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Discrete CollectionsThe Women's Library
TitleColeman, Mrs Gwen
Ref No8SUF/B/171
Box Fetch NoBox 1: Disc 35
Date21 Sep 1977
Extent90:24 mins
Admin Biographical HistorySee biography for Gwen Coleman
DescriptionInterview took place at Green Willow, Shiplake Bottom, Peppard, Henley-on-Thames.

Interview summary:
0:00 mins:
Her family background; Huguenot on her father's side (Chambers), Scottish (McGibbins) on her mother's. Description of her family as a 'rebel family'. Her father's occupation. How her father moved with work (Inland Revenue). His death when she was 11years old. Moving to Wales after her father's death. Moving to Bath where her mother carried out work on behalf of the Children's Charter (Children's Act 1908). Her job as a dispenser in Bath. Her family's politics. Being approached by the secretary of the National Union of Women's Suffrage Societies (NUWSS). Her work campaigning around the country for the NUWSS, holding meetings, talking to prominent members of the town etc. How she systematically spread NUWSS propaganda when appointed itinerant lecturer. Trouble caused to the women's suffrage campaign by militants. Main support for the cause coming from female taxpayers and women who supported limited franchise. Comparing the NUWSS with Womens Liberation Movement. Her salary. Correspondence with the NUWSS headquarters in London..

15:00 mins:
Her interest in social work. Moving to London to take the Sanitary Inspection Exam at the Royal Sanitary Institute. Return to Bath. The start of the first world war. Attending Kings College, London to do a degree in Social Science and Economics. How meeting Noel Buxton PC led to her working for Charles Roden Buxton. Touring England with Charles Buxton for the Peace by Negotiation Group in the First World War. Comparing this with touring for suffrage. Hearing about the Russian revolution whilst touring in Sunderland. Hearing about the end of the First World War whilst she was in Bradford. Engaged when she was 21. Moving to Rhodesia to marry her fiancé. Teaching speech & drama (qualification from Trinity College, London). Her running a multi racial theatre company and an evening school in Rhodesia.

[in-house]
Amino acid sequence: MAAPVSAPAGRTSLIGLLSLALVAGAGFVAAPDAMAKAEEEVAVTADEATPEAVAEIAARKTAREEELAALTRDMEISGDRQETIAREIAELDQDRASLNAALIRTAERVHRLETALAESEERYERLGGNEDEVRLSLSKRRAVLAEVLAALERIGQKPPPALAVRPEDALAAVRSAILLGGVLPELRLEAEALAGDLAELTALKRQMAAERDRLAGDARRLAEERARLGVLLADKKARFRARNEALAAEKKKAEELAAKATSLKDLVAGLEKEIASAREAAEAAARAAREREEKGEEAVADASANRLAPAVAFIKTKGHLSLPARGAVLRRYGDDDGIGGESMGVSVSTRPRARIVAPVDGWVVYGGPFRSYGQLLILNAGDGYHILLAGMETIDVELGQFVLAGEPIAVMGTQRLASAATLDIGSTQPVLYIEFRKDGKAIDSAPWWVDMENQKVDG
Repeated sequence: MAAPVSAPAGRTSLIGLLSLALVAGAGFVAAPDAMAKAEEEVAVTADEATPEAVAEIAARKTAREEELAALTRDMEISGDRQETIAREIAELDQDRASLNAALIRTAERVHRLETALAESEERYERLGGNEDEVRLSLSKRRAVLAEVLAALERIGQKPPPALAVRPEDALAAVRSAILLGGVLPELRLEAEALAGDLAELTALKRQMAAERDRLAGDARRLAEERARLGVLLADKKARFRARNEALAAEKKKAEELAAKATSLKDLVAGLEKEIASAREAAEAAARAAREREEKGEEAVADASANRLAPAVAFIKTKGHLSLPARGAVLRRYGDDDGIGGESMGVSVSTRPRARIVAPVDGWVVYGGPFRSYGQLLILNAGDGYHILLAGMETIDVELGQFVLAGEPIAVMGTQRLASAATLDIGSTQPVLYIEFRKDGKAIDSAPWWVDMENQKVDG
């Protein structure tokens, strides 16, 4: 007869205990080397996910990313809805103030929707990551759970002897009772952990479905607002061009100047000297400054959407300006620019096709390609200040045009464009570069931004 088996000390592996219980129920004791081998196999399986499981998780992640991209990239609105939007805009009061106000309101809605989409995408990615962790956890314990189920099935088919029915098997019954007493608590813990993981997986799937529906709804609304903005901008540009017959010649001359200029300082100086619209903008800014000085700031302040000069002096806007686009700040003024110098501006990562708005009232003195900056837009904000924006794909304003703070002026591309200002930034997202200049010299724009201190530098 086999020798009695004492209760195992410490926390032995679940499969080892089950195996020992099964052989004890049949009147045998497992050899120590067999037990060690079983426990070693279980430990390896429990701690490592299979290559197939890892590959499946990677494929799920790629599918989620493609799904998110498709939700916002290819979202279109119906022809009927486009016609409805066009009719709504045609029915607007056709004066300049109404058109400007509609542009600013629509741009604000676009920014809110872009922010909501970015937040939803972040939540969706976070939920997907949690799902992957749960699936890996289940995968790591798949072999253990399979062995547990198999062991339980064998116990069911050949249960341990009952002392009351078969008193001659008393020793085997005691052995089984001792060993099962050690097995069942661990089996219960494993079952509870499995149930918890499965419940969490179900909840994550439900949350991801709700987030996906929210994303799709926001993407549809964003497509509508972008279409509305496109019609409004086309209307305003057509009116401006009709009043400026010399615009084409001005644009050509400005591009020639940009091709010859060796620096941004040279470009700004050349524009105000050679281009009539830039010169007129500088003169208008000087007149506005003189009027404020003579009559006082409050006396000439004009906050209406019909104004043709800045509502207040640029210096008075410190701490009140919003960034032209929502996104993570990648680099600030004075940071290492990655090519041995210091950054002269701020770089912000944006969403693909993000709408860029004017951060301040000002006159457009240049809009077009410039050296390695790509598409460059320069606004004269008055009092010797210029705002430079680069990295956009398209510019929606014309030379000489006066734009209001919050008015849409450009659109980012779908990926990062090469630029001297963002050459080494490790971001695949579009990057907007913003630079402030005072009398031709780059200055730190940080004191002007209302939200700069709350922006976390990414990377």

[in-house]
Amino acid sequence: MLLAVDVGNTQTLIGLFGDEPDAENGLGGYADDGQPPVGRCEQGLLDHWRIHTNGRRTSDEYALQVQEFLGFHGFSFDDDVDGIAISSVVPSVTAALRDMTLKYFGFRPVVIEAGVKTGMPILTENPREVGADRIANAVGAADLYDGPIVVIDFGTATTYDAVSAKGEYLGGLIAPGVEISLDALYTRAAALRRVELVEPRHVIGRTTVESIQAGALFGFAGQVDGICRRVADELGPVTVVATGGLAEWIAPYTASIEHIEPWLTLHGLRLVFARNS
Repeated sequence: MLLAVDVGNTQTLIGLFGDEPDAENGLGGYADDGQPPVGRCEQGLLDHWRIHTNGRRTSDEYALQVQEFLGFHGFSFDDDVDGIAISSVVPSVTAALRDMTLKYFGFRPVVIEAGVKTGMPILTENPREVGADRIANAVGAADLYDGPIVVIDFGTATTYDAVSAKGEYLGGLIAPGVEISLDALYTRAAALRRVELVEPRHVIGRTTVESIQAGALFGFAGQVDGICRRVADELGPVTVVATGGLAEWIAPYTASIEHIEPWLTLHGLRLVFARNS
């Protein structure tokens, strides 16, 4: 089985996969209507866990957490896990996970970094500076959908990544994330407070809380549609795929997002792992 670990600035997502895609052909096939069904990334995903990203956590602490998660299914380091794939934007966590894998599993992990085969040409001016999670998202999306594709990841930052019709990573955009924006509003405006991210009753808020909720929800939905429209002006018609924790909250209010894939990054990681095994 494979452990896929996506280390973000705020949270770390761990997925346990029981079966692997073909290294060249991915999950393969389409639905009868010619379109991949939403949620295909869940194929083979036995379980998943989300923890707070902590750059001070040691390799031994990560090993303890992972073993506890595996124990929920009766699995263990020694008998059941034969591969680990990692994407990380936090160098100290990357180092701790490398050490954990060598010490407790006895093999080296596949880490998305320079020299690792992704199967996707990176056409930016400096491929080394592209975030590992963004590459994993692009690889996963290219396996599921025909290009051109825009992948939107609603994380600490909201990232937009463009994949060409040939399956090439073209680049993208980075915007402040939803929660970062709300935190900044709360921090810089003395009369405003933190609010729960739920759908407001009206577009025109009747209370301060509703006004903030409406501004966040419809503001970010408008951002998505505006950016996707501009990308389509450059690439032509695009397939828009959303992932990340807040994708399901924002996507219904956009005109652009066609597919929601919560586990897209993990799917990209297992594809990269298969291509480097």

30:00 mins:
Her return to England just before the Unilateral Declaration of Independence (UDI) of Rhodesia (1965) for family reasons. Her admiration for her mother, a non conformist and a fighter. Her mother's attitude towards the suffrage movement and work for the liberal candidate in Bath for the 1906 election. Her mother's work with young girls and women in poverty. Her father's first wife and her half brother in India. Her parent's relationship. Their idealism. Her father's death. How her mother coped. Her political education in school. Admiration for her headmistress. Her mother's encouragement for her involvement with suffrage. Joining the Theosophy Society. Meeting Mrs Annie Besant.

45:00 mins:
A meeting with Mrs Despard and becoming a vegetarian. Description of Mrs Despard. Her continuing interest in theosophy and religion. Her description of her duties as a secretary for the NUWSS. Advancing to speak at meetings. Her attitude towards militancy in the movement. Christabel Pankhurst and the Pethick-Lawrences. Her correspondence with Mr Fredrick Pethick-Lawrence. The co-existence of the NUWSS and the Women's Social and Political Union (WSPU) in Bath. Working with ED Morel in the Union of Democratic Control (UDC). Her tendency to leave organisations soon after joining. Her admiration for Maude Royden. The attitude of different parts of the country to suffrage.

60:00 mins:
Finding the North and Wales more sympathetic to suffrage. Welsh male support for suffrage. Helen Fraser. Support from miners. The 1913 Pilgrimage. Opposition in various places. Provisions whilst on pilgrimage. Conditions while touring and speaking around the country. Anecdote about Christabel Pankhurst at a meeting. The importance of the movement in her life. Her thoughts on the differences between the suffragette movement and the women's liberation movement.

75:00 mins:
Her passion for causes. Suffragist concern for respectable appearance. The support of Quakers for both the suffrage and the peace movement. Her attitude toward the United Front. Her experiences speaking to large meetings. Sylvia Pankhurst.
Access StatusOpen
Access ConditionsInterview recordings are available online and can be accessed at the link provided in this record.
Former Reference NumberTape 65
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